Topic: Media Research Center
Joseph Rossell huffs in a Feb. 11 Media Research Center item:
CBS “Evening News” attempted to show that there is no link between vaccines and autism on Feb. 10, but seemed confused that anti-vaccination views got “traction at all.”
CBS News National Correspondent Jim Axelrod did a good job of showing how a “discredited” study by Dr. Andrew Wakefield scared parents away from the measles, mumps and rubella (MMR) vaccine, but he failed to acknowledge that his own network played a part in that fearmongering.
He failed to criticize CBS’s role in publicizing the false claims of a link between autism and MMR vaccinations, even as he aired earlier “60 Minutes” footage of parents who blamed their son’s autism on the shot. Axelrod also ignored the fact that the three broadcast news networks combined helped sustain anti-vaccination views by airing 171 stories that mentioned vaccines and autism over 15 years.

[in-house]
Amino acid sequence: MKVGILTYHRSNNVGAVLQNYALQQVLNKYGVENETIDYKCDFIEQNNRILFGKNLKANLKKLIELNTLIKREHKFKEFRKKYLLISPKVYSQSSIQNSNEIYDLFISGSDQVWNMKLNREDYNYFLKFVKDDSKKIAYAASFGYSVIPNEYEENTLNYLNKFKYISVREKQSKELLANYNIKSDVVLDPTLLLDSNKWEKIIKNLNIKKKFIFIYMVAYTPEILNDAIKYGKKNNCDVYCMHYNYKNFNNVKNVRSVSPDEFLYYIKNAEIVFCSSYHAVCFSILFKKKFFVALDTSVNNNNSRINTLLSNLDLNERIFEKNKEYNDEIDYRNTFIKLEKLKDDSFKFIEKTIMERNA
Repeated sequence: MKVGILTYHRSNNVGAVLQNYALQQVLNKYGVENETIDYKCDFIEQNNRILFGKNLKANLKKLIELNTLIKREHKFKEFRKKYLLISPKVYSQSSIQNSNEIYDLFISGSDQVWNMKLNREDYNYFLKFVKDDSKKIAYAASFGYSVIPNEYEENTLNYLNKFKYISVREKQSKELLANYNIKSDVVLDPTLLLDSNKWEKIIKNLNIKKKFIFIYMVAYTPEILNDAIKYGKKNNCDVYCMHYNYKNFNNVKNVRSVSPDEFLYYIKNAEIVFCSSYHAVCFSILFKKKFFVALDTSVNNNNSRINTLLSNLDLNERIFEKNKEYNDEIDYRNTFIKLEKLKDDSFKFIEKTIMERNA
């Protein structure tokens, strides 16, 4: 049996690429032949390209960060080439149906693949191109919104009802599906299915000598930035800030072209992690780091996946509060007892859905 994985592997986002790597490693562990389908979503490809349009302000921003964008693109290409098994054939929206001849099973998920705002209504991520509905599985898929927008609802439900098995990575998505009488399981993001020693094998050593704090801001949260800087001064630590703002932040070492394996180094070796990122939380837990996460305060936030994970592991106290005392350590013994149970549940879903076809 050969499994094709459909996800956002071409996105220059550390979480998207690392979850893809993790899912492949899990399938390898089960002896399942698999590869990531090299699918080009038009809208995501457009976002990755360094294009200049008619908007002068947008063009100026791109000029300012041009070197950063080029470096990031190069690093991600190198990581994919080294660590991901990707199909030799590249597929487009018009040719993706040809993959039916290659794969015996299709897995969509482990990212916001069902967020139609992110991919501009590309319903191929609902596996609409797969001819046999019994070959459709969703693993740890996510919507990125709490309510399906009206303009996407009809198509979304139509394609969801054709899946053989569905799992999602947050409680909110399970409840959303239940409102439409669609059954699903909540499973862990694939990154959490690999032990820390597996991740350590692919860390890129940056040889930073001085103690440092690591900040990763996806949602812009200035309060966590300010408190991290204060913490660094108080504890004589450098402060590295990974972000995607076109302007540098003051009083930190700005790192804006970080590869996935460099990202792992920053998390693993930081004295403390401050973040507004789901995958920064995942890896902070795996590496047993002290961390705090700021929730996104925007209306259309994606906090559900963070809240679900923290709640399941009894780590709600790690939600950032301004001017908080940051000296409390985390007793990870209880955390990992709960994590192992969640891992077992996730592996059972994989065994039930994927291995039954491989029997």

Rossell doesn't mention that one of the chief promulgators of anti-vaxxer sympathy at CBS was Sharyl Attkisson, now a right-wing darling for her factually challenged anti-Obama reporting.
As we've documented, the MRC criticized Attkisson's anti-vaxxer reporting at the time but has been virtually silent about it since she became a conservative cause celebre.
By ignoring Attkisson, Rossell avoids having to confront the uncomfortable question of why Attkisson couldn't be trusted then but is unimpeachable now.